My Films of the Week #6: Borat 2, Office Space and More

As a lifelong cinephile, I have always consumed a copious amount of films. In this new feature, I keep track of the films I watch during the week.

Borat: Subsequent Moviefilm
(Jason Woliner, 2020, USA)

Probably better than it deserved to be. Yet, despite its best intentions, its a pale imitation of the incendiary original Borat movie, complete with a forced conclusion.

Up in the Air
(Jason Reitman, 2009, USA)

Despite its contemporary aspects, some of which feel directly inspired by early 21st-century American recession, this is a standard revisitation of traditional mid-life romance narrative tropes. However, its standards are considerably elevated by George Clooney’s charming lead performance.

Bare
(Aleksandr M. Vinogradov, 2020, Belgium)

A documentation of eleven naked dancer working on an ambitious choreography. Remains a visually stimulating document of the link between observation and voyeurism, though it lacks narrative focus and generally doesn’t dare enough.

The Last Hillbilly
(Diane Sara Bouzgarrou, Thomas Jenkoe, 2020, France/Qatar)

A poetic insight on the American hillbilly culture driven by a charismatic protagonist, who acts as his community’s spokesperson and dictates the energy of the documentary. Almost inadvertedly becomes a profound portrayal of Trump-era stereotypes.

Office Space
(Mike Judge, 1999, USA)

Cartoonish satire on life as an office worker. Inspired by male frustration an aware of an underlying societal repression, the film certainly benefits from its surrealist vein though it lacks big-hearted laughs. It has most likely picked up vintage bonus points as a document of the immediate pre-internet era.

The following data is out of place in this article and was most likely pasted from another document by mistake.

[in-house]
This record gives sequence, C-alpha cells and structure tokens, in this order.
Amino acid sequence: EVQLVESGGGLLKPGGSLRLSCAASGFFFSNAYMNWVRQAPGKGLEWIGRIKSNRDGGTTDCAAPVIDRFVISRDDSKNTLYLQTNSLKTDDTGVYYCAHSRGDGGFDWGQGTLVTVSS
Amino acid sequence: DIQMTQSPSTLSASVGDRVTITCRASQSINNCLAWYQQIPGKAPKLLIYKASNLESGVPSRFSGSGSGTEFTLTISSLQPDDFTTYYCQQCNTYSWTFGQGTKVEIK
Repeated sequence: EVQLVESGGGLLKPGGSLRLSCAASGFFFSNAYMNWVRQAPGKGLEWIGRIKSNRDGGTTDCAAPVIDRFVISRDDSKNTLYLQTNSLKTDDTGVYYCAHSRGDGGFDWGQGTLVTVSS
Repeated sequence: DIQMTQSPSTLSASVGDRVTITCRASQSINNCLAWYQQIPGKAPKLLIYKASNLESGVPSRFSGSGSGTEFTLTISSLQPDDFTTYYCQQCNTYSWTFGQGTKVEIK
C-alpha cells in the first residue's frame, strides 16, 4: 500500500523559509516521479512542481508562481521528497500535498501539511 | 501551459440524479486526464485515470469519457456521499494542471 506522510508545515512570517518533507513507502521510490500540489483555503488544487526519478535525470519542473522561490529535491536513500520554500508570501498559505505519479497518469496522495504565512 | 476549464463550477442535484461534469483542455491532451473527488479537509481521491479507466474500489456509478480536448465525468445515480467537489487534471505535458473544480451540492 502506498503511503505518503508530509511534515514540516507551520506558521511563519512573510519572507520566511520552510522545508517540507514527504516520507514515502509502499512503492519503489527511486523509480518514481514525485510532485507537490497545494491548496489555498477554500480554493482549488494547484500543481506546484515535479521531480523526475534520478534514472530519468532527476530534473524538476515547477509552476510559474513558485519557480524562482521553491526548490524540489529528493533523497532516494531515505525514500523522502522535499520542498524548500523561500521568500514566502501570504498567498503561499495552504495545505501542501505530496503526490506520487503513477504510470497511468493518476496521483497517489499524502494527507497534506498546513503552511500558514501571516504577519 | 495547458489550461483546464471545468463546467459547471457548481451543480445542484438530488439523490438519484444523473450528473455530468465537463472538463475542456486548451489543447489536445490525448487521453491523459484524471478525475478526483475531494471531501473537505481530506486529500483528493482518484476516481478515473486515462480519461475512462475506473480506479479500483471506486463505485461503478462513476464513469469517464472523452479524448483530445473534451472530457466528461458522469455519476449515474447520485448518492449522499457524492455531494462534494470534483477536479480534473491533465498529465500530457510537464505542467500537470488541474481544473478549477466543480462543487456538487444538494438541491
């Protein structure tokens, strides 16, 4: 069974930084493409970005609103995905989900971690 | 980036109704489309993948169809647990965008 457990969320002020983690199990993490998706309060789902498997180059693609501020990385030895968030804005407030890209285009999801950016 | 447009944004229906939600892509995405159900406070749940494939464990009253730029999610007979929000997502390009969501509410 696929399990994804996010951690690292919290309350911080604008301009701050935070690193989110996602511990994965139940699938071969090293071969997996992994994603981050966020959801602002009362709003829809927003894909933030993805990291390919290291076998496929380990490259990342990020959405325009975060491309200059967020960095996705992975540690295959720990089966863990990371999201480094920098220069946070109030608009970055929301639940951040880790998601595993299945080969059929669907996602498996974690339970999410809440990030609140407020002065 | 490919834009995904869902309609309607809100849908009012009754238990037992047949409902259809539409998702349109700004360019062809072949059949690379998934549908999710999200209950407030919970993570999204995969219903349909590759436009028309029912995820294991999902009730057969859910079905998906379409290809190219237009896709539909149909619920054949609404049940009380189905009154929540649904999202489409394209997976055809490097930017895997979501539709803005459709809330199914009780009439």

Idiocracy
(Mike Judge, 2006, USA)

Interesting satirical spin on the time travel movie, also partly recalling zombie movies. Fun, despite its inconsistencies and imperfections, and definitely not as sharp as it probably thinks.

Extract
(Mike Judge, 2009, USA)

Mike Judge continues to draw inspiration on societal repressions in this story about a middle class small company owner. As usual, he does it without enough bite. As such, the entire affair appears as severely lacking in energy.

Bad Words
(Jason Bateman, 2013, United States)

Popular funnyman Jason Bateman’s directorial effort about an obnoxious adult entering a children’s spelling bee contest. Suffers from general lack of intention and finally disappoints despite its interesting original subject.

Horrible Bosses
(Seth Gordon, 2011, United States)

A famous addition to the childish, repressed average white men, who come up with a plan to murder their abusive bosses. The leading trio’s chemistry and Kevin Spacey’s turn as the obnoxious baddie is worth the price of the ticket.

Ziyara
(Simone Bitton, 2020, France/Morocco)

A documentary celebrating Muslim’s guarding of Jewish culture in Morocco. As well as its historical and political importance, Ziyara is enhanced by the pure aesthetic delight of its documentation of older religious artifacts and places.

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